One of the most important tasks in the expedition is shopping. Gathering all the necessary supplies could be a mixture of fun and stressful. We have to get all the essentials and eccentric all at once. There is no goofy around, budget is limited as well as space in our cars. Remember we had a big dog – Chilli, a amazing dog (I will introduce her later). Unlike other backpacking trip, however, this is a road trip with wheels, if it fit in the cars, it carries. Thank God! I have done a lot of backpacking trips, the calculation of the weight capacity really have to add another dimension of difficulties. Now, we can have more luxury thoughts for the fresh food and drinks (a.k.a. beers to be exactly), but in order to suit all the different personalities and dietary types in one big purchase, it is still a big challenge. Luckily, we are all carnivores and anything fit in the high calories category will do the trick. You probably already sense the food is the most important thing beside fishing in this trip, shamelessly, I have to admit, YES! We, as a modern people, are just helpless and vulnerable in the wilderness without constant (good) food supply. So, all the camping, and fishing schedule has to be arranged around food. I wish I can have evolved, at some point, hunt and fish for my own food in the woods. Like a mountain man.
Flashback, in the earlier age of my college time, I have attended a lot of expedition types of mountaineering trips. I am always being nominated as the field chef, well, cooking is another passion. Plus, who don’t want to get the first bite, officially?! The principles of food shopping are 1) light weight, 2) fast cook, but 3) have some delicacy in it. Light weight and fast cook are easy to match. You always can just pack a lot of instant noodles or dried veggies to the wilderness. But “some delicacy” is the key. We are not in the military training, MRE (meal ready to eat) types of food are not acceptable. “Delicacy” do has some “philosophy” in it, it is an art form. What I consider delicacy is to cook something like your home dishes, like your Mom would do in a modern kitchen, but we make it happen in an open fire place. One of the best tricks I have learned from the indigenous mountain people is to cook rice on the open pit fire. Different than noodles, rice are EXTREMELY hard to cook on the open fire… let me repeat it, extremely hard, especially in the higher mountain without sufficient air pressure. However, if you know how to control the heat and the timing. A good pot of steaming rice will earn you a honor… ha… no joke. A good bowl of rice is just that vital and important to Asian, just like a good burger or a juicy steak to the westerners. Fortune enough, I have lived in the US long enough that a well cooked burger sure will make me drool as well. In this trip, the burger cooked from the camp fire probably is the best of my life. Thank my team mates… (to be continued…)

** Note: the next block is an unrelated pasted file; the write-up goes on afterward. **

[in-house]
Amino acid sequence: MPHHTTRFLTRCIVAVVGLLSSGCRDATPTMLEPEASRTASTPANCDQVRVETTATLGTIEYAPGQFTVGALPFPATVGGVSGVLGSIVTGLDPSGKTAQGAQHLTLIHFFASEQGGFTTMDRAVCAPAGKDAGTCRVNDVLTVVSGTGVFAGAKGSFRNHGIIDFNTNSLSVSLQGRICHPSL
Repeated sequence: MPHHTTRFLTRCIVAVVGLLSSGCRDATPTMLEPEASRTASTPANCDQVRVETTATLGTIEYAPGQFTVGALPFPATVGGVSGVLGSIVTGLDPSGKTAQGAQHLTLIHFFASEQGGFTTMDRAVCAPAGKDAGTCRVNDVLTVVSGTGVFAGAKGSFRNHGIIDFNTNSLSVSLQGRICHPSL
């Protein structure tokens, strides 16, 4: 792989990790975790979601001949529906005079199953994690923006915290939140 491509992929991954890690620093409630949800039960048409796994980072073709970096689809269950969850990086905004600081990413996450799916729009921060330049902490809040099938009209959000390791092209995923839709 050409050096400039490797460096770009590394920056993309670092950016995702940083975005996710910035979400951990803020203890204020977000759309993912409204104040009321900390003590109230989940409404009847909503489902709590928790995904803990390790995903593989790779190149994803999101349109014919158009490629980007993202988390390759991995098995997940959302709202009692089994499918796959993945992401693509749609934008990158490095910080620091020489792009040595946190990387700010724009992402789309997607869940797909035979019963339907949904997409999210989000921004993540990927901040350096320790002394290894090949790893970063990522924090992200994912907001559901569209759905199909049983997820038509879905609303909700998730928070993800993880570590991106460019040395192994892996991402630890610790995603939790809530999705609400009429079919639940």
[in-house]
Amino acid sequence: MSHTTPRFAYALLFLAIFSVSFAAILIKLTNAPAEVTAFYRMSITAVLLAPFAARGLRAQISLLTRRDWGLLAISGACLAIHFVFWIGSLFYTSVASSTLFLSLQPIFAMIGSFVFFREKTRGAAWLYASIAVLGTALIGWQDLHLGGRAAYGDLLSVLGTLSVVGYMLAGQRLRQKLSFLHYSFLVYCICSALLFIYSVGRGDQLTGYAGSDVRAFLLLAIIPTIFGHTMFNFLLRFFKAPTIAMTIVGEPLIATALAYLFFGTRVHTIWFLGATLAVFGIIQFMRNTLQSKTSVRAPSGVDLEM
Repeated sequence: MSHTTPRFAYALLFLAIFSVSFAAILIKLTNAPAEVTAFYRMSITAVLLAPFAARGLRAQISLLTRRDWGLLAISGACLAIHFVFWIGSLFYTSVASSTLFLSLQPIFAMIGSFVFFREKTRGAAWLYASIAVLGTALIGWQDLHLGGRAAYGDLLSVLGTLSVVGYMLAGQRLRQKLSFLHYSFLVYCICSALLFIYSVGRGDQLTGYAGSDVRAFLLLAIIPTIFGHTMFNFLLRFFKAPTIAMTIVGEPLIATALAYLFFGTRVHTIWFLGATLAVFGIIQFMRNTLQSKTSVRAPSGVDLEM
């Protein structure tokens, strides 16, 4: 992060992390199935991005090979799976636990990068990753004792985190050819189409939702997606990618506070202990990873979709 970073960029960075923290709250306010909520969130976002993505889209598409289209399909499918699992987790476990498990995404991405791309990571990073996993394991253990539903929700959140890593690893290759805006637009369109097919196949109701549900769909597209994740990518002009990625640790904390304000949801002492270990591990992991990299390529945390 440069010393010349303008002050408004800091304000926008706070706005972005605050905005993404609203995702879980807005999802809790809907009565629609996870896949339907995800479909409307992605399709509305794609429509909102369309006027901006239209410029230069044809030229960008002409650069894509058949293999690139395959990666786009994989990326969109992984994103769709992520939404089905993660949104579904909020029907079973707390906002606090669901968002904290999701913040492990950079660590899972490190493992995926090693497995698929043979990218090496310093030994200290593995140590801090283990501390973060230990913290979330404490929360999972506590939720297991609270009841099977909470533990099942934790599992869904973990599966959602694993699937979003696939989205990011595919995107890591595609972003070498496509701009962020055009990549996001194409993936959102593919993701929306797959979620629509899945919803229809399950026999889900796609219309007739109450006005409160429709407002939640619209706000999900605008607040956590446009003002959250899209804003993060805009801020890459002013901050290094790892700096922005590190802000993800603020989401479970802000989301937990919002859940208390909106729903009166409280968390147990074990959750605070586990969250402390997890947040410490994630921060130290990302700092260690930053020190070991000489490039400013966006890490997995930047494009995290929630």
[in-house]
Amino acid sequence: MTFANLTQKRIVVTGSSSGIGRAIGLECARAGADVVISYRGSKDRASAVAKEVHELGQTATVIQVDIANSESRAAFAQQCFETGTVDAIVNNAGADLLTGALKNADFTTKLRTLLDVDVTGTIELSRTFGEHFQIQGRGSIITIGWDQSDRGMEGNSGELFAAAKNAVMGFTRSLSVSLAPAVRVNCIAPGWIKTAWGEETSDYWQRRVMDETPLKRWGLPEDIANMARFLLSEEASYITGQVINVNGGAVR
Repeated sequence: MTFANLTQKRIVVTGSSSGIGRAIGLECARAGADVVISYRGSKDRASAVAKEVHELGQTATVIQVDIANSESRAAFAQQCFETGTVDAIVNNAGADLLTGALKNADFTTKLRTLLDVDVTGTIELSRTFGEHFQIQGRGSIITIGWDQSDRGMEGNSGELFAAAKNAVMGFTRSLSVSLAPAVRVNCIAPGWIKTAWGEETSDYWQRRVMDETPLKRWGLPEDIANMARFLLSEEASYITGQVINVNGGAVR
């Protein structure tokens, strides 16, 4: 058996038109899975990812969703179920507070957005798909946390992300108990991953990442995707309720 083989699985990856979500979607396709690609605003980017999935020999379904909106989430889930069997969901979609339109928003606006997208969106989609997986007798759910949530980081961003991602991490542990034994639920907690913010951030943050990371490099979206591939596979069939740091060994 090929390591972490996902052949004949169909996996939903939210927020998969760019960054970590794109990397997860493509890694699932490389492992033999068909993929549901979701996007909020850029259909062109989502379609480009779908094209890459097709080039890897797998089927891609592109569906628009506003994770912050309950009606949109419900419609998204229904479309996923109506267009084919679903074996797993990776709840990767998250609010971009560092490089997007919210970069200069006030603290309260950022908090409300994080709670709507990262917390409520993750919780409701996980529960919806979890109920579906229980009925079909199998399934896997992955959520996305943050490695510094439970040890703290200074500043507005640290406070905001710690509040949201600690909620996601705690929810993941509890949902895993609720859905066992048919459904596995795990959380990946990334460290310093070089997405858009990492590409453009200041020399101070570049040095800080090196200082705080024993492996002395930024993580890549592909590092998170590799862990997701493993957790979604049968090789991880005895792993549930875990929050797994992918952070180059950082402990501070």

I am a biologist grew up with a fishing rod in my hands. I have been fortunate enough to embrace my love of art and science in my career. Most of my free time were well spent in the nature, either studying bird behavior or chasing variety of fish with fly rods. My favorite art medium is watercolors, I love the natural and spontaneous feel created by watercolor pigments. I am currently a post-doctoral research fellow at Harvard University. Welcome to my website. Mark